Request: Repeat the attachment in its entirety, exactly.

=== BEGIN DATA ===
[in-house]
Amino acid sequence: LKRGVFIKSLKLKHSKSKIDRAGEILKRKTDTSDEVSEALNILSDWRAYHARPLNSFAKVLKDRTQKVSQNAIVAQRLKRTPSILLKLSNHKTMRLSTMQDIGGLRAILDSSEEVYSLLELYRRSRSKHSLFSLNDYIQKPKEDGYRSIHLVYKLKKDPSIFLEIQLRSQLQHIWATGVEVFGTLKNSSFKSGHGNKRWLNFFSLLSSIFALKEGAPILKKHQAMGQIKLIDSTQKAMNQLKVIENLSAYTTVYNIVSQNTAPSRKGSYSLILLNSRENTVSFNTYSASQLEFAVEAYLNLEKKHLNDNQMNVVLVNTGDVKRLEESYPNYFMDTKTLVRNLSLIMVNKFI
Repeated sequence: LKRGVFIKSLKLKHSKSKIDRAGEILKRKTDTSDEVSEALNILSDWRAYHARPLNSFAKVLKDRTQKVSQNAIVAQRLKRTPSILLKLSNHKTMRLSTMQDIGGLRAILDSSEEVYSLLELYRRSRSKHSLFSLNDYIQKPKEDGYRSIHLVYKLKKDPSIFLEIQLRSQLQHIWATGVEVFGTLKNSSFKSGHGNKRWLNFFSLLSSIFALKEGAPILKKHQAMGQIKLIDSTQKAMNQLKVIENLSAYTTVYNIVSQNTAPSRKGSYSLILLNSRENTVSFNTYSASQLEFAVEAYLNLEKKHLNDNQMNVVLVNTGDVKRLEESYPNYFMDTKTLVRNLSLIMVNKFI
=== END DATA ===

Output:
[in-house]
Amino acid sequence: LKRGVFIKSLKLKHSKSKIDRAGEILKRKTDTSDEVSEALNILSDWRAYHARPLNSFAKVLKDRTQKVSQNAIVAQRLKRTPSILLKLSNHKTMRLSTMQDIGGLRAILDSSEEVYSLLELYRRSRSKHSLFSLNDYIQKPKEDGYRSIHLVYKLKKDPSIFLEIQLRSQLQHIWATGVEVFGTLKNSSFKSGHGNKRWLNFFSLLSSIFALKEGAPILKKHQAMGQIKLIDSTQKAMNQLKVIENLSAYTTVYNIVSQNTAPSRKGSYSLILLNSRENTVSFNTYSASQLEFAVEAYLNLEKKHLNDNQMNVVLVNTGDVKRLEESYPNYFMDTKTLVRNLSLIMVNKFI
Repeated sequence: LKRGVFIKSLKLKHSKSKIDRAGEILKRKTDTSDEVSEALNILSDWRAYHARPLNSFAKVLKDRTQKVSQNAIVAQRLKRTPSILLKLSNHKTMRLSTMQDIGGLRAILDSSEEVYSLLELYRRSRSKHSLFSLNDYIQKPKEDGYRSIHLVYKLKKDPSIFLEIQLRSQLQHIWATGVEVFGTLKNSSFKSGHGNKRWLNFFSLLSSIFALKEGAPILKKHQAMGQIKLIDSTQKAMNQLKVIENLSAYTTVYNIVSQNTAPSRKGSYSLILLNSRENTVSFNTYSASQLEFAVEAYLNLEKKHLNDNQMNVVLVNTGDVKRLEESYPNYFMDTKTLVRNLSLIMVNKFI